Midyear Favorites Roundup

Since we’re nearly halfway through the year, I thought I’d do a quick roundup of my favorite reads of the year so far. And since I’m terribly indecisive, I ended up with top 6 new-to-me and top 6 rereads.

New to Me:

  1. The Chosen and the Beautiful by Nghi Vo
  2. The Witness for the Dead by Katherine Addison
  3. A Master of Djinn by P. Djeli Clark
  4. The Queer Principles of Kit Webb by Cat Sebastian
  5. One Last Stop by Casey McQuiston
  6. Broken (in the Best Possible Way) by Jenny Lawson

Hmmm. Now that I’m thinking about it, these are all very queer.

  • Chosen and the Beautiful – bisexual lead, queer and straight relationships, cast of queer characters (who are also terrible people)
  • Witness for the Dead – gay lead, some brief allusions to past relationship and hints of potential future relationship
  • Master of Djinn – lesbian lead and relationship
  • Queer Principles of Kit Webb – gay lead and relationship
  • One Last Stop – bisexual lead and lesbian relationship, cast of queer characters
  • Broken – OK, this one isn’t queer so much as about mental illness (depression and anxiety mostly)

Rereads

  1. An Enchantment of Ravens by Margaret Rogerson
  2. The Blue Sword by Robin McKinley
  3. The Outlaws of Sherwood by Robin McKinley
  4. Ashlords by Scott Reintgen
  5. Howl’s Moving Castle by Diana Wynn-Jones
  6. Spin the Dawn by Elizabeth Lim

ARC Review: Broken (In the Best Possible Way) by Jenny Lawson aka the Bloggess

Broken (in the best possible way)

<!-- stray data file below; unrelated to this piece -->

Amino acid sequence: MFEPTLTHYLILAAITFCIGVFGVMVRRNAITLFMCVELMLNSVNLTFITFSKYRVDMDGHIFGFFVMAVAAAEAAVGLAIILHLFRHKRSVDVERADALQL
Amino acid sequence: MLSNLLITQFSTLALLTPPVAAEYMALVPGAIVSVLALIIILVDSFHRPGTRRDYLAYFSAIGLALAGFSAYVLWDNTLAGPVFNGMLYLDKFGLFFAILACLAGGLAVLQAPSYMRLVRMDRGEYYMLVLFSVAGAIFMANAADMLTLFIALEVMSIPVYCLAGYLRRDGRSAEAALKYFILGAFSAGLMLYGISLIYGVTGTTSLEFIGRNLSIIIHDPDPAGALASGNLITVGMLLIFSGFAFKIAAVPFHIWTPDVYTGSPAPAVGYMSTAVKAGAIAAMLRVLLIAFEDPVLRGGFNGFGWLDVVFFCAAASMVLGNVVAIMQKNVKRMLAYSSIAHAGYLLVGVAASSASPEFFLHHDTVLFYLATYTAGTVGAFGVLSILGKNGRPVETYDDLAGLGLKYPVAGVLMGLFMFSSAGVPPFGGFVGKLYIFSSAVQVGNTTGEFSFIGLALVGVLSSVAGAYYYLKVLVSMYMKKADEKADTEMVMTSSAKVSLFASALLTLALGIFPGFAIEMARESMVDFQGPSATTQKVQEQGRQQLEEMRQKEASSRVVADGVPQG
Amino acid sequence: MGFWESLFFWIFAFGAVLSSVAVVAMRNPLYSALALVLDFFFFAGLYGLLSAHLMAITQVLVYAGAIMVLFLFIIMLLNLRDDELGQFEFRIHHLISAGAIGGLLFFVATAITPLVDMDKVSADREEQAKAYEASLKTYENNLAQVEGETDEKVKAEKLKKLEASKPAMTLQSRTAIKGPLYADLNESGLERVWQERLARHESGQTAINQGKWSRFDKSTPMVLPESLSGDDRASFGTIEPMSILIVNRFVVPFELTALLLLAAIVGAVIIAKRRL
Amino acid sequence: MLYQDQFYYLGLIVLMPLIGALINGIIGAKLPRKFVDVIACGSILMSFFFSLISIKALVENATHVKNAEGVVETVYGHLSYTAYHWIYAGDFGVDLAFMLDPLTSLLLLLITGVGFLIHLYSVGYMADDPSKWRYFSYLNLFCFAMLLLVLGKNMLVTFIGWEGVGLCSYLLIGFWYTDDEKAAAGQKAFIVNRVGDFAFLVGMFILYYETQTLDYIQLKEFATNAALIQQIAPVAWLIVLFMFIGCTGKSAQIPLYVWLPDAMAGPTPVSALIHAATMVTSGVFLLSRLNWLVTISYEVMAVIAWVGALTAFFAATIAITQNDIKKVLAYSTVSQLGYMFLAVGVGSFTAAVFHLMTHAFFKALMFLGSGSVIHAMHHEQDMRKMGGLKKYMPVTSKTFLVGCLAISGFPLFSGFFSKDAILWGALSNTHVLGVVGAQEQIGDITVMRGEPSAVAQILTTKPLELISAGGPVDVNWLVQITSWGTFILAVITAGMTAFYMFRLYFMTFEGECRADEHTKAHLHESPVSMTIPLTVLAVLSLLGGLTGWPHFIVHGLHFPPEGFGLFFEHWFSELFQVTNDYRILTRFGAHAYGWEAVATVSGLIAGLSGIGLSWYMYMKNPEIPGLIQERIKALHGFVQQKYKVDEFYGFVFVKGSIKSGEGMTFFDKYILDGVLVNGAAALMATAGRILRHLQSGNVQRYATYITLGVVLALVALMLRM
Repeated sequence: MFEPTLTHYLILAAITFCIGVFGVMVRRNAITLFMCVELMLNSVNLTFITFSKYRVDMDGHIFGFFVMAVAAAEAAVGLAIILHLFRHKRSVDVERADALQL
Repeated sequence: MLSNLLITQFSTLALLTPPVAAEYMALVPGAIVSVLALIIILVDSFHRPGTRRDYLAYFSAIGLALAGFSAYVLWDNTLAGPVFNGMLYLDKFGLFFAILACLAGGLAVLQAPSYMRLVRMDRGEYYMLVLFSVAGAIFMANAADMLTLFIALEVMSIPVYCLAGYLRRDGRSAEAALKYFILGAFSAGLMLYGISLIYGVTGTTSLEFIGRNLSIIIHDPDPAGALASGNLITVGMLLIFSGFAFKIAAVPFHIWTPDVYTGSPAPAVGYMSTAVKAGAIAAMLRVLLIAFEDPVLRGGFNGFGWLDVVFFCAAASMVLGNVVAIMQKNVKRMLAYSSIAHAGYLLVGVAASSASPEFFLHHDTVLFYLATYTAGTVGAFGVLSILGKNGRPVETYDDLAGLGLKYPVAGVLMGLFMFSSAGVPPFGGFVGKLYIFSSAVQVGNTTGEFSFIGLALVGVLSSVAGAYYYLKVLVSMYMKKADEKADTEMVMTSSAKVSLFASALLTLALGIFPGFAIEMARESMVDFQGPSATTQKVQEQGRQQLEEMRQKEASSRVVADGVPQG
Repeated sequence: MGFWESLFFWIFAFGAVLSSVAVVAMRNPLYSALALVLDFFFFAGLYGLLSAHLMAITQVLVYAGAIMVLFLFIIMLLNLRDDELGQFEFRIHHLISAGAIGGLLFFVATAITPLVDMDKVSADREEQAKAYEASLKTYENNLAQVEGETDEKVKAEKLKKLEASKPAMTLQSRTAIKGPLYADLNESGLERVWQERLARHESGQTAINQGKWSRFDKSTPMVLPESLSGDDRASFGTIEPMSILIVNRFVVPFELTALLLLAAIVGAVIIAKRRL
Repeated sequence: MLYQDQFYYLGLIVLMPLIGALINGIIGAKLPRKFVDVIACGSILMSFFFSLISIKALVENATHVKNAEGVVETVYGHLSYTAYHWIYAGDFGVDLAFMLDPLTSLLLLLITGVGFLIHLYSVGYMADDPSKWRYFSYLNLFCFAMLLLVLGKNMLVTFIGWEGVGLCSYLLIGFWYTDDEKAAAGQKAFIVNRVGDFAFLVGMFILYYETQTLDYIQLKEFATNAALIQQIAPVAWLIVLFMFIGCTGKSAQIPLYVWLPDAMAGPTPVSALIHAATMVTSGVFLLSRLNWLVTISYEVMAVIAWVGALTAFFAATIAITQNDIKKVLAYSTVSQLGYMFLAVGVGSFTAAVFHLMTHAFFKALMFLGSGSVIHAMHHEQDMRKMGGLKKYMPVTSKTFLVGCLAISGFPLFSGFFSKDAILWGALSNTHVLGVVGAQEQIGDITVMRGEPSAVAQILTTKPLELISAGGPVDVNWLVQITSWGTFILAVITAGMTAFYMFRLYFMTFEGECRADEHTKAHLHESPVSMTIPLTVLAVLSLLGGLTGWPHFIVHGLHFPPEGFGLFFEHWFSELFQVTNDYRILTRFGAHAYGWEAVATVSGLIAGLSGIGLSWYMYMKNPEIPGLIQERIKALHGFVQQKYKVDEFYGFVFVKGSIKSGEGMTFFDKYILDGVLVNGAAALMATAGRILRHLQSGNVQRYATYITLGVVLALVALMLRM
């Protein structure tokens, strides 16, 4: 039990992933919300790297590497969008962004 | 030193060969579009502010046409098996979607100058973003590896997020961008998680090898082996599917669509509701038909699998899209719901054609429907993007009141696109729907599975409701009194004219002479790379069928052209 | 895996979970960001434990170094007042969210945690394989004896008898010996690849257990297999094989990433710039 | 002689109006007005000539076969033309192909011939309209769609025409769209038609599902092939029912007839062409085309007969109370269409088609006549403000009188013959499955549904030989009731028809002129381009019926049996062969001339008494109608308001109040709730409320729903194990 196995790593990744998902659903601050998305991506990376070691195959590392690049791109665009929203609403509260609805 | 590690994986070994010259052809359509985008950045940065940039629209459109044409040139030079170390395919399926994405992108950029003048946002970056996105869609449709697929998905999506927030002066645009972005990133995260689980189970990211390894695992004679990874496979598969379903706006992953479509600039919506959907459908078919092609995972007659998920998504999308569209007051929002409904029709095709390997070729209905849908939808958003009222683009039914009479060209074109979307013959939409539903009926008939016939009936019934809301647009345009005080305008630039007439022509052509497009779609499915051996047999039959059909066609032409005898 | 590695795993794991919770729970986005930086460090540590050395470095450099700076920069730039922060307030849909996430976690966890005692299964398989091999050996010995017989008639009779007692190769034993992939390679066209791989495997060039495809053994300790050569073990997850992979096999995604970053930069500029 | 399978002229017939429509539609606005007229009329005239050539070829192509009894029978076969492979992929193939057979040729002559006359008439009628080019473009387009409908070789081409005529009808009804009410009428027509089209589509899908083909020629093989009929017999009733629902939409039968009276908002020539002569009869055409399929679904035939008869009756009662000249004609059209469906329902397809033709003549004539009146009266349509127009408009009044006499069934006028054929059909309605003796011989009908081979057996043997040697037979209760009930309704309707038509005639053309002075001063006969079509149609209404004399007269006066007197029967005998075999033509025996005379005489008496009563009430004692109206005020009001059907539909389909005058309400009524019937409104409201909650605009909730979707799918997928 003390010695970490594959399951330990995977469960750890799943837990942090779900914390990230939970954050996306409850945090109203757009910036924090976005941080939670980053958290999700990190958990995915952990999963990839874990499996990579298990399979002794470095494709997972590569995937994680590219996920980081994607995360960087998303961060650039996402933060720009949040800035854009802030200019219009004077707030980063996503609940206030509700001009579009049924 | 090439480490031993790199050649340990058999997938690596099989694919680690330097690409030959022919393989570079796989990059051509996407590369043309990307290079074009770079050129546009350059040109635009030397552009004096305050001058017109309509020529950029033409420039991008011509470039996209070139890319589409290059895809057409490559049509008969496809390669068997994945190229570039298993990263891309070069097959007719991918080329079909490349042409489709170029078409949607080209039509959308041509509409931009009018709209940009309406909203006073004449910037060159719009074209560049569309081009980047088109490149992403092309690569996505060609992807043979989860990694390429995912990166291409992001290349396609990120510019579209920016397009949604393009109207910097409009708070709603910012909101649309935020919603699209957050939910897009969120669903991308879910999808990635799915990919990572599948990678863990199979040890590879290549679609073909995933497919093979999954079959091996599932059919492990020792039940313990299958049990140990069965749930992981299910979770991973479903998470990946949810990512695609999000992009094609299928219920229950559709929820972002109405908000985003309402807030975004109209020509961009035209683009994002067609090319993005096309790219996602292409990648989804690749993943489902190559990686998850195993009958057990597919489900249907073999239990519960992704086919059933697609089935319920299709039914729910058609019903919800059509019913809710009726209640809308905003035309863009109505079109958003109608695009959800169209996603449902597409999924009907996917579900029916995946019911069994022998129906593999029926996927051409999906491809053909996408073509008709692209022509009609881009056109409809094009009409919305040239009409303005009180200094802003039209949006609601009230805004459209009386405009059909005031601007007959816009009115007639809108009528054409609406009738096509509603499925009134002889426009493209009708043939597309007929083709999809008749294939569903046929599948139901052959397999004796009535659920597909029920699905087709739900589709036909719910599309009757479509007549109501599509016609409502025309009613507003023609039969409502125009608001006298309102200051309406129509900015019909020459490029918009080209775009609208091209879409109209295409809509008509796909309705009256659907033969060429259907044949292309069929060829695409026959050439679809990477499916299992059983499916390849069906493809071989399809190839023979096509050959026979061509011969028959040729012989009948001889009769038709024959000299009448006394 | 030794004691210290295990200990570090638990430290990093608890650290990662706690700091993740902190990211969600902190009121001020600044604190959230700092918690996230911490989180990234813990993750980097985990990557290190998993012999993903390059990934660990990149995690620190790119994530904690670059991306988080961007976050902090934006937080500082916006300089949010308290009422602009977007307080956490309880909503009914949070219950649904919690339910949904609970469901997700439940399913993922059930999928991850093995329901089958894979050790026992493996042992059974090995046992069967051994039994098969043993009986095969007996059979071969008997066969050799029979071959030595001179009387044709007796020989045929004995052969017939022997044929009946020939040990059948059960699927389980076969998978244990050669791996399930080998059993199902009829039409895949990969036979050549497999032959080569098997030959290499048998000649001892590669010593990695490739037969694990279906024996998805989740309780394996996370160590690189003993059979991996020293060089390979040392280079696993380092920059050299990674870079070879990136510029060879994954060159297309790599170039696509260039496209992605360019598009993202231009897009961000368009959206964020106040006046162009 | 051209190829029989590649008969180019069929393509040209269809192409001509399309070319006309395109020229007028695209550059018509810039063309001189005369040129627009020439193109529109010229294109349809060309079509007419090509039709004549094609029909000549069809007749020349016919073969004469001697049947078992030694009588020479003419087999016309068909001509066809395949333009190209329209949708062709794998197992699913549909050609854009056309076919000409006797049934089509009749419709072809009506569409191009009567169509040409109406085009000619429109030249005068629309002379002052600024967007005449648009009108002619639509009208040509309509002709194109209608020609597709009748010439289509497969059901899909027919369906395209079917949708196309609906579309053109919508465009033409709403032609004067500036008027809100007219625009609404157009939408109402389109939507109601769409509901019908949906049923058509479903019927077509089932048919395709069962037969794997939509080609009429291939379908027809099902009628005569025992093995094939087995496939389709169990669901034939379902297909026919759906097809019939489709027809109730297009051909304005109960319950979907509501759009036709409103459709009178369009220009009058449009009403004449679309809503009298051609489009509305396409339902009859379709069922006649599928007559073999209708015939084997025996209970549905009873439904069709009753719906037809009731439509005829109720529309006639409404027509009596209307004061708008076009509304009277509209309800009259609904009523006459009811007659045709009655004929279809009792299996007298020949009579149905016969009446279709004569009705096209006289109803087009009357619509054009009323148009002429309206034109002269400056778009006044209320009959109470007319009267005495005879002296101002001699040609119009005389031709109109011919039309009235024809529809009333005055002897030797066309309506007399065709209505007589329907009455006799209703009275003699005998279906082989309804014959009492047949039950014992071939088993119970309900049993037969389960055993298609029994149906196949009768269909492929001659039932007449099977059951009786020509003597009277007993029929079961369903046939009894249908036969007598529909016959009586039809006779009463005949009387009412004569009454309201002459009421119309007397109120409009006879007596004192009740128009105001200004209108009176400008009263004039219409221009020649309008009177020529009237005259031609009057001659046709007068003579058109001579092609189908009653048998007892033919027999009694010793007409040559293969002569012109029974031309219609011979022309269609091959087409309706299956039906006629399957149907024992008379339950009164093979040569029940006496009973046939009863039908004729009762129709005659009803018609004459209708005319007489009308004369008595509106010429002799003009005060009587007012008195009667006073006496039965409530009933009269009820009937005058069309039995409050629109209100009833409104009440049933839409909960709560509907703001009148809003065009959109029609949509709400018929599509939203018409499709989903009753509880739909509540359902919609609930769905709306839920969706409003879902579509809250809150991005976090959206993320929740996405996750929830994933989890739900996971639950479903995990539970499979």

Rating: 5 out of 5.

I won an arc of this on Goodreads and I’m SO glad I did because I might have put off buying it and that would have been a tragedy.

Jenny Lawson is so real and unfiltered and relatable, and I’ve loved her writing for years. As someone who also suffers from depression (but the bipolar kind) and anxiety there is so much here that makes me go yes, I understand that on a very deep level. But also Jenny has the funniest stories and the craziest interactions with people and I love it because this book was basically alternating between deeply resonating and making me laugh uncontrollably out loud.

I picked it up the instant it arrived in the mail and hardly put it down until I finished it the next day it was so good. It’s funny and heartbreaking and emotional and inspirational and I relate so hard.

Jenny Lawson says the things all of us with mental illness think but might not have the courage to say out loud. And sometimes they need to be said and shared.

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